Traffic

Raleigh seeks your thoughts as it begins planning a second bus rapid transit line

Triangle visits Richmond, VA, to ride Pulse bus rapid transit system

A group of Triangle residents visited Richmond, Virginia, to ride the Pulse, the city’s new bus rapid transit line. Raleigh, Cary, Wake County and Chapel Hill plan to build similar BRT systems in coming years.
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A group of Triangle residents visited Richmond, Virginia, to ride the Pulse, the city’s new bus rapid transit line. Raleigh, Cary, Wake County and Chapel Hill plan to build similar BRT systems in coming years.

This meeting has been canceled because of Hurricane Dorian and will be rescheduled later this fall, according to the city.

With planning well underway for Raleigh’s first bus rapid transit line, along New Bern Avenue, the city is now ready to begin planning the second.

The city will hold a public meeting Thursday to kick off a study that will lay the groundwork for a bus rapid transit or BRT line along Western Boulevard, from downtown Raleigh to downtown Cary. The line will also have stops that serve N.C. State University.

The meeting will run from 5:30 to 7:30 p.m. Thursday at the McKimmon Center, 1101 Gorman St., with a formal presentation scheduled to begin at 6 p.m.

BRT combines the lower cost and flexibility of a traditional bus system with some of the features of light rail. Passengers will board buses from raised, covered platforms where they can buy tickets in advance. And the buses will largely travel in their own lanes, with traffic lights that turn green whenever they approach an intersection, helping them avoid getting bogged down in traffic.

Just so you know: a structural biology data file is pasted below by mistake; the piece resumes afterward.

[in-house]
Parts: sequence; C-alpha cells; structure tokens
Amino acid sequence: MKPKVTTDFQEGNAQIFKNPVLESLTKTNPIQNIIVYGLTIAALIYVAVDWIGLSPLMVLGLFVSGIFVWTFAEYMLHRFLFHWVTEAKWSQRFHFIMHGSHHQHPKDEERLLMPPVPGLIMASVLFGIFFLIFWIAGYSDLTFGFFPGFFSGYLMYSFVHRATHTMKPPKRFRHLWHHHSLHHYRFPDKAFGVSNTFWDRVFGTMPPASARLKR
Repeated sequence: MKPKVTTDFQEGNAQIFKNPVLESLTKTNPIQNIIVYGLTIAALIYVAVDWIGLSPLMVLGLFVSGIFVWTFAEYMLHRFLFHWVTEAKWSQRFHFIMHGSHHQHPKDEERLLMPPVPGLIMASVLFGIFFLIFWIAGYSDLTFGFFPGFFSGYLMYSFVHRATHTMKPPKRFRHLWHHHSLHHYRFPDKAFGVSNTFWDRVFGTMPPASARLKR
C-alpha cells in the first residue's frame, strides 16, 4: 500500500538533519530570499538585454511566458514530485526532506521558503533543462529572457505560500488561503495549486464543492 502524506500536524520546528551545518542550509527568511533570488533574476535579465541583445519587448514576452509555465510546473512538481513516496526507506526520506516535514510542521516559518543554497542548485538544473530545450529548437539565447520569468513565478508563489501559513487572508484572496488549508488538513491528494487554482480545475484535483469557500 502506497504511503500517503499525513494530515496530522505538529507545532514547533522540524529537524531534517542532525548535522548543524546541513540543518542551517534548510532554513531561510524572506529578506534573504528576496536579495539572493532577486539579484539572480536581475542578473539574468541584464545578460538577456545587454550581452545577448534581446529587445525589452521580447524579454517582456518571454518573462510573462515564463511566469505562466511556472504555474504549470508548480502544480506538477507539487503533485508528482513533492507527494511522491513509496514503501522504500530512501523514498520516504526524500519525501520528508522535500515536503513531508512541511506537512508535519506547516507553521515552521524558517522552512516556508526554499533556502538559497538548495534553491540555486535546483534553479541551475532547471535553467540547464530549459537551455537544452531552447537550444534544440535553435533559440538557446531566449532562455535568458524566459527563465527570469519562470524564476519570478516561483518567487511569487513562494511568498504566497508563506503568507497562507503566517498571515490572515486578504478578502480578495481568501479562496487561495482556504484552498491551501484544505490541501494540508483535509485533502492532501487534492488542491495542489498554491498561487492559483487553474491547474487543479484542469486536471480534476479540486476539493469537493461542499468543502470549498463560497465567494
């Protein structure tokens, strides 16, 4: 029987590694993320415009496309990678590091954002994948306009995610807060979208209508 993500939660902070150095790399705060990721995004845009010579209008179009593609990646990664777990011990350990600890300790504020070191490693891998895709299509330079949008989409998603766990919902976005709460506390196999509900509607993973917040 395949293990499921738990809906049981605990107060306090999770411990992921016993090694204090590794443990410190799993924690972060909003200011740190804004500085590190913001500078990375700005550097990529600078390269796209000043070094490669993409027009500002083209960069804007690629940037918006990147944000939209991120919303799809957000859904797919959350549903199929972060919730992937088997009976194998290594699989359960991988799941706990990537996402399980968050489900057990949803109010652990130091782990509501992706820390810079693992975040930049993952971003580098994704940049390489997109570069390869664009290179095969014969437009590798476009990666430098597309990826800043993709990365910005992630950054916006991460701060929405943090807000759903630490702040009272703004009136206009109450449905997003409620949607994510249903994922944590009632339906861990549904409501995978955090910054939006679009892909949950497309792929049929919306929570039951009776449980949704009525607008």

The Wake Transit Plan, which voters endorsed in 2016 when they approved a half-cent sales tax to raise money for transit, calls for four BRT lines radiating from downtown Raleigh, north, south, east and west.

The goal is to have all four lines built and operating by 2027. The New Bern Avenue BRT, which follows one of the city’s busiest bus lines, will likely be finished first, in late 2023, if all goes as planned, city officials say.

In addition to explaining the basic plan for BRT along Western Boulevard, the city will use Thursday’s meeting to collect feedback from the public.

For those who can’t make it, an online survey, at publicinput.com/BRTProjects, asks how people might use the BRT line and where stations or stops should be located. Several have already said they think it should serve the State Fairgrounds and PNC Arena, even if that would require a detour from Western Boulevard.

People can fill out the online survey until the first week of October.

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Richard Stradling covers transportation for The News & Observer. Planes, trains and automobiles, plus ferries, bicycles, scooters and just plain walking. Also, #census2020. He’s been a reporter or editor for 32 years, including the last 20 at The N&O. 919-829-4739, rstradling@newsobserver.com.
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